Researchers have been studying the causes of alcoholism for decades, and recent studies have helped determine that this disease is often complicated by genetics as well as external factors. A study published in the journal Nature Communications tells of a single gene that seems to regulate alcohol intake. The study, done by NewcastleUniversity researchers, found a mutation on one specific gene that caused increased alcohol consumption among mice. In the study, researchers offered both water and alcohol to mice, and found that mice with the mutation "overwhelmingly preferred the alcohol." The conclusion these researchers made is that this particular mutation alters the reward system of the brain, interrupting the pathway for pleasure to be communicated.

Genetic and Environmental Causes of Alcoholism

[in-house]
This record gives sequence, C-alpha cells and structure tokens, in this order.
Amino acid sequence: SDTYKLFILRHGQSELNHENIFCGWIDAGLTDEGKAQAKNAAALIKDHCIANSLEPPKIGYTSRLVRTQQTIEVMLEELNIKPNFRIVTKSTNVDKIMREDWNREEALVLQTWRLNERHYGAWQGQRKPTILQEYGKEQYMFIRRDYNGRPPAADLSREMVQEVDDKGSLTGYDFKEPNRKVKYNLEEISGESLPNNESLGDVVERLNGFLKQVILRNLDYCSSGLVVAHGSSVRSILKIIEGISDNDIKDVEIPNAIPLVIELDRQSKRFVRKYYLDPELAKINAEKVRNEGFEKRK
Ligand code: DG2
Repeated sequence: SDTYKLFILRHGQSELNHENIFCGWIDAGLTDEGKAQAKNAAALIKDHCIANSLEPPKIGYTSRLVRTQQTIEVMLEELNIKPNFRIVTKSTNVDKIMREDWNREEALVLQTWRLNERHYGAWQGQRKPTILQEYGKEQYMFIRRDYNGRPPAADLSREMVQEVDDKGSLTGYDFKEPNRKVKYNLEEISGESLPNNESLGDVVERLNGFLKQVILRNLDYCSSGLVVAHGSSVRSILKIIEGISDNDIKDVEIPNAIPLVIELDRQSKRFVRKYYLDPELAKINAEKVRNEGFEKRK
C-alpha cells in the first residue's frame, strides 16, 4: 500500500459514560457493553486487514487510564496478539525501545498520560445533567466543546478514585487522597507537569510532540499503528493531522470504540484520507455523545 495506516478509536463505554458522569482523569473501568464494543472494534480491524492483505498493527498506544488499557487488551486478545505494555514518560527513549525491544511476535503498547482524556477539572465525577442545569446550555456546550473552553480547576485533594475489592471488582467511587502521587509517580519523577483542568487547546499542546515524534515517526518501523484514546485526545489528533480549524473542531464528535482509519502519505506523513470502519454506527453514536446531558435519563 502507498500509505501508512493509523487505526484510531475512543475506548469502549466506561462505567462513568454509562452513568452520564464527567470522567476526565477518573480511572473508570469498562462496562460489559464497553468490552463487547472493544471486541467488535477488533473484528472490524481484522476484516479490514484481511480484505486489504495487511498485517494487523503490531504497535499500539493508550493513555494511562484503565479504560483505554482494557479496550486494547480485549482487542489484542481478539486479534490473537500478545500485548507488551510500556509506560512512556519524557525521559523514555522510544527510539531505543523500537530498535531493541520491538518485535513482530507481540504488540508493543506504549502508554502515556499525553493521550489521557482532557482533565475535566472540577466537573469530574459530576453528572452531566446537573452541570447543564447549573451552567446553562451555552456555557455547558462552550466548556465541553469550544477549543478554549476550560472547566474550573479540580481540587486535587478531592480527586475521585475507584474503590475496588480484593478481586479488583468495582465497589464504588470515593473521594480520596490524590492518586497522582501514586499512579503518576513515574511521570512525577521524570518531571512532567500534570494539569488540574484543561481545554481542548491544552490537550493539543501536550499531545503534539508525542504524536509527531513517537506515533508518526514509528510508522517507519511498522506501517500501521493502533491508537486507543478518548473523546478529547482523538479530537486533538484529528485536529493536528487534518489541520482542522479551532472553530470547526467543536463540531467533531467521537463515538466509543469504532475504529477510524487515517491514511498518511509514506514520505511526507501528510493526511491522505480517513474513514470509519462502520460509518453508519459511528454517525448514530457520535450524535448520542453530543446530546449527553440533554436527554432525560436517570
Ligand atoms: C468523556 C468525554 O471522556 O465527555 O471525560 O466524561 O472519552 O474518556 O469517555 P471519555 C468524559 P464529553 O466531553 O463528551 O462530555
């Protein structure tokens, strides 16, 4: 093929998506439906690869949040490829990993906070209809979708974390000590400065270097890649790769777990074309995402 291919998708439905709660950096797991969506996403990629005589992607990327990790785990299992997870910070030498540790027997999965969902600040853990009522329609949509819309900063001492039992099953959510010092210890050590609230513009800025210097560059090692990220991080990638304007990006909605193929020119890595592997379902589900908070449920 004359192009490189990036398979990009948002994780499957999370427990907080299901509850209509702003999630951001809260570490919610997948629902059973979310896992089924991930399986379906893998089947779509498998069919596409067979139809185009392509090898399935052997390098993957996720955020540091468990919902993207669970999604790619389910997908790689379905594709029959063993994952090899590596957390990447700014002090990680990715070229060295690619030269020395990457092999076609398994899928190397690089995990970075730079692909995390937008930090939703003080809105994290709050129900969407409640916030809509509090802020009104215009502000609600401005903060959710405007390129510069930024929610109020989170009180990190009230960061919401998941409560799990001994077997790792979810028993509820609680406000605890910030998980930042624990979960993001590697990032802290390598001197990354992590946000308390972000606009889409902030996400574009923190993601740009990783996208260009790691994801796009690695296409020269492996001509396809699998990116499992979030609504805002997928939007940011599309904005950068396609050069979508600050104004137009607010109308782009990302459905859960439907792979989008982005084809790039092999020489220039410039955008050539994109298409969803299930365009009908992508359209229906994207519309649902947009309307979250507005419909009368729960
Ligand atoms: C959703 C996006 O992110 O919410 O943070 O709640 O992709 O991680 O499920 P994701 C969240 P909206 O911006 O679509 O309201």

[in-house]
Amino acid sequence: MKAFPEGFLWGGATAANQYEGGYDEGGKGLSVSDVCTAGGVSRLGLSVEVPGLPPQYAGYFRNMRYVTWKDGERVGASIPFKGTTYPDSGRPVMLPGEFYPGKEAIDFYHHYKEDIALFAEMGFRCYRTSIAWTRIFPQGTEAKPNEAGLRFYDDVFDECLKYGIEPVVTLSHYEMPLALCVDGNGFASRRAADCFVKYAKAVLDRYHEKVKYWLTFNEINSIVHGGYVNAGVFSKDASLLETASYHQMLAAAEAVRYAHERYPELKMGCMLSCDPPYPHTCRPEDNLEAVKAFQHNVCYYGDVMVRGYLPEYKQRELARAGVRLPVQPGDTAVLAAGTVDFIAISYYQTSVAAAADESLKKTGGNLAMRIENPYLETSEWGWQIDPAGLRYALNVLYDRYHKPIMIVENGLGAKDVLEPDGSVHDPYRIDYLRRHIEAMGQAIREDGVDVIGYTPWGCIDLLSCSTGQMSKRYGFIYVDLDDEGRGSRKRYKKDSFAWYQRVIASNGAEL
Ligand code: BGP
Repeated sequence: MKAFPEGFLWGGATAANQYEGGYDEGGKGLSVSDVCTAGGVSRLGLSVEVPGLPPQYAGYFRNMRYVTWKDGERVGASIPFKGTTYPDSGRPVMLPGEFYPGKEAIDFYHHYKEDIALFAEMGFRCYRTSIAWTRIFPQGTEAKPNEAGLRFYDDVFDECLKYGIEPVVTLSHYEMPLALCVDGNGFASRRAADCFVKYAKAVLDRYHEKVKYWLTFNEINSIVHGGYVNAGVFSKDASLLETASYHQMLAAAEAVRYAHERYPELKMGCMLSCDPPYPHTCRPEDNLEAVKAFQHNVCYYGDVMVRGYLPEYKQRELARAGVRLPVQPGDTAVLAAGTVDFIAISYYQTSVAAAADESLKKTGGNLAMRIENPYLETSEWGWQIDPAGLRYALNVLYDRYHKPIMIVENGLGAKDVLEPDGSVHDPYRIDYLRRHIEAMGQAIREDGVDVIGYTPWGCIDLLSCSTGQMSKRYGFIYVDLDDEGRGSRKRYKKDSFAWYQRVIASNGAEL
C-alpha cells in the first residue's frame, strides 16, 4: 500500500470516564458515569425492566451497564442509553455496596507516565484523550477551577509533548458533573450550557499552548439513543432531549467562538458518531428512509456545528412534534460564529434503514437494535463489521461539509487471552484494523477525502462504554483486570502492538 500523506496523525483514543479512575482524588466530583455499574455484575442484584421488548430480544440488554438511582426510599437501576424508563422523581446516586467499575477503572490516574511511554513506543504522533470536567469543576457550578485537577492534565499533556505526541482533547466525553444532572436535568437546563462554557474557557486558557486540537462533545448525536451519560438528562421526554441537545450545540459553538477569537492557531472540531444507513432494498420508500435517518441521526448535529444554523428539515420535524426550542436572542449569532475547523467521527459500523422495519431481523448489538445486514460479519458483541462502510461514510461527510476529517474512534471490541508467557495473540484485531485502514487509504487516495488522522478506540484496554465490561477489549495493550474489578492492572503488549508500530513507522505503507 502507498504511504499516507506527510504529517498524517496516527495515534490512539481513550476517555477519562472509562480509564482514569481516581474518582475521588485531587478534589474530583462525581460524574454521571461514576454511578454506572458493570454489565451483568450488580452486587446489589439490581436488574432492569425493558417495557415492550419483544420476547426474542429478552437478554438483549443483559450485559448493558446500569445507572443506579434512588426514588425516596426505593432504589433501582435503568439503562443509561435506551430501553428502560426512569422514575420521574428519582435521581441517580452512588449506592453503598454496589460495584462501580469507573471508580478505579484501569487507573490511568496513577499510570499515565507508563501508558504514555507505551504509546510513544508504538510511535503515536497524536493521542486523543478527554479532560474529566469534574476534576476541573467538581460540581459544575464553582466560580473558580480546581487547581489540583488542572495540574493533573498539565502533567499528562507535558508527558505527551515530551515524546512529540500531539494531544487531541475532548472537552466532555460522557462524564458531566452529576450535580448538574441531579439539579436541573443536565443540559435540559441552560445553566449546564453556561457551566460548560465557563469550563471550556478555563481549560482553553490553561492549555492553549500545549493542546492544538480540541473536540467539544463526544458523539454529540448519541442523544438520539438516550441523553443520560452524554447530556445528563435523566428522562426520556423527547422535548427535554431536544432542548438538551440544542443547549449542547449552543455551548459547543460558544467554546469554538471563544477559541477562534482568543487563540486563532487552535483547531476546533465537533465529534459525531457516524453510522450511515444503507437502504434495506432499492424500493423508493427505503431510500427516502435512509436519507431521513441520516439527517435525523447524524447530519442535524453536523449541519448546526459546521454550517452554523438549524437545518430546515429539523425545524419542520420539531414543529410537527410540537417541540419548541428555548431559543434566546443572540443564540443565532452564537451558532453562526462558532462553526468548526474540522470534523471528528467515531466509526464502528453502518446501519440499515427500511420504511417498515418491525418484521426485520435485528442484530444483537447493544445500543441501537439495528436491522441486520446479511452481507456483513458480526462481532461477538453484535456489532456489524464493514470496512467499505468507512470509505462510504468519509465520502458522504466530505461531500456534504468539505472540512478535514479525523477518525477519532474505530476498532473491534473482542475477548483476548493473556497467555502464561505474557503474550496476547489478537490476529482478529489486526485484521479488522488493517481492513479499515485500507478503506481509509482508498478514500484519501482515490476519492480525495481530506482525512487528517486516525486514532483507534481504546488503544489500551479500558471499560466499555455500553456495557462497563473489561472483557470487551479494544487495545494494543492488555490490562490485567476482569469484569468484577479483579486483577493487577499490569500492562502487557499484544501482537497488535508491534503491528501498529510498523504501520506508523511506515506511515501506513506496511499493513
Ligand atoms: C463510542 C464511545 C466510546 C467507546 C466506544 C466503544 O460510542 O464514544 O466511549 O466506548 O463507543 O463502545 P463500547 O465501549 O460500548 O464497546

Although the results of this study suggest a strong genetic component to alcoholism, experts are quick to state that there is still much to be learned. "We are continuing our work to establish whether the gene has a similar influence in humans, though we know that in people alcoholism is much more complicated as environmental factors come into play," study researcher Quentin Anstee told reporters. "But there is the real potential for this to guide development of better treatments for alcoholism in the future." Studies like the one from NewcastleUniversity are important to the development of effective alcohol treatment methods. Treatment professionals already know that a technique that works for one individual may not work for another, and some individuals seem to be more prone to alcoholism than others. In order to curb the incidence of alcoholism, it is important to continue to study this disease and its causes, and work toward preventing others from getting caught up with this addiction. Those in need of alcohol treatment should consult a trusted facility in order to take control of their lives and put an end to their alcoholism.
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